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They're sensitive and emotional, and sometimes also shy and reactive. That doesn't leave much room for handler error...if you're going to make mistakes, better to do it with a more resilient breed. That would be my guess as to why.
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post #6 of 48 (permalink) Old 02-19-2016, 11:21 PM
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I think they are bad for a casual owner,not necessarily a first time owner.

Terri

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Misty Husky Mix
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post #7 of 48 (permalink) Old 02-20-2016, 02:09 AM
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Older GSDs can be amazing first dogs, a great introduction to the breed for people who've never owned a dog before and haven't a clue where to start. One that's already house trained, with some leash manners, and some basic OB can make a newbie owner feel like a rock star as they go through their first group classes. They don't have extreme exercise needs beyond a normal walk. Most are no longer into destruction of sofas and landscaping. They don't have any interest in biting your pants or nipping your hands. They're generally sane, and what you see is what you get.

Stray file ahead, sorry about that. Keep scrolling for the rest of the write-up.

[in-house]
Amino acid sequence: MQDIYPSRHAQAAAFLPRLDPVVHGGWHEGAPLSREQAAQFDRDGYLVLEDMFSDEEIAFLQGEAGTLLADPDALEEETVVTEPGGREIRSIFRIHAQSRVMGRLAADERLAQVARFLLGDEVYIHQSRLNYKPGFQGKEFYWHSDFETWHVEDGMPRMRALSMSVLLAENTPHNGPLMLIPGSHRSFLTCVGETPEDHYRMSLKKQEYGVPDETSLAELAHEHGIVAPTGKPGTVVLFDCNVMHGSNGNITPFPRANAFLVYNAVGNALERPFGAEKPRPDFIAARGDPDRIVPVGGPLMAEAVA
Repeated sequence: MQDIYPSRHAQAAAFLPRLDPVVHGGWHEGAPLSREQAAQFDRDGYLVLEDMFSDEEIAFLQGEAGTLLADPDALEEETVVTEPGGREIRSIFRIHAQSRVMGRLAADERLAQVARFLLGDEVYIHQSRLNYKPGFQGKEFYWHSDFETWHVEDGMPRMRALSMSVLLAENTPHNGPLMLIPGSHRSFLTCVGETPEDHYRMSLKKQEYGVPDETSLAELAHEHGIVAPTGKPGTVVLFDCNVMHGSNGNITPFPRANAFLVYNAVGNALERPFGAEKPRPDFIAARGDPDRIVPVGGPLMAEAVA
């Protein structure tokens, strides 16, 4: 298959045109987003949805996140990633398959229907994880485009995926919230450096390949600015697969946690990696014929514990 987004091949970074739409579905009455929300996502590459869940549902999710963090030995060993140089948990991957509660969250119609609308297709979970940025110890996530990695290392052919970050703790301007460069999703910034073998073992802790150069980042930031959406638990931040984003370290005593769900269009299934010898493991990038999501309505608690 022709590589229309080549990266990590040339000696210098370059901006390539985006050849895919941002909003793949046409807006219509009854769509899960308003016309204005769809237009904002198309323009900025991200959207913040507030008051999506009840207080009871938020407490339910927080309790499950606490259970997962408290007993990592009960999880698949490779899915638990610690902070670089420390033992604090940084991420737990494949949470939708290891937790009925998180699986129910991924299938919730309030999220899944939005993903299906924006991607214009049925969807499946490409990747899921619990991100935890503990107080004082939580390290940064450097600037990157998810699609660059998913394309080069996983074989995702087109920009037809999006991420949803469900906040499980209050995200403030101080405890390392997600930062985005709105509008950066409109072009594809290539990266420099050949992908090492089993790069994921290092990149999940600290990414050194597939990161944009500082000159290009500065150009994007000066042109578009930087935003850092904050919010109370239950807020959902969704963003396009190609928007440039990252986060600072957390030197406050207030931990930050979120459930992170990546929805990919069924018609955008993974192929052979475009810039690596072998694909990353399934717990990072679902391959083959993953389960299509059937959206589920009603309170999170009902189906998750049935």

As puppies and adolescents, they're often pretty stinking crazy. I don't even particularly enjoy fostering them temporarily at that young age, at least compared to older dogs. They're bonkers. I'll take a 6+ year old foster dog over a 4 month old ANY day.
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post #8 of 48 (permalink) Old 02-20-2016, 02:34 AM
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Most people know nothing about dogs, or regurgitate whatever petsmart feeds them.
They shed more than most dogs.
They eat more than more 'manageable' dogs especially if working line.
They have finicky stomachs and someone unfamiliar with handling this might find it incredibly daunting.
They're typically more active and require consistency and can become aggressive, destructive and depressed if their needs aren't met.
Most first time dog owners are young, living in apartments most often and very few apartments allow the breed.
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post #9 of 48 (permalink) Old 02-20-2016, 04:17 AM Thread Starter
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Thanks guys, these are all really great answers. I hear people being discouraged over and over but felt like I wasn't sure what the reasons were behind it.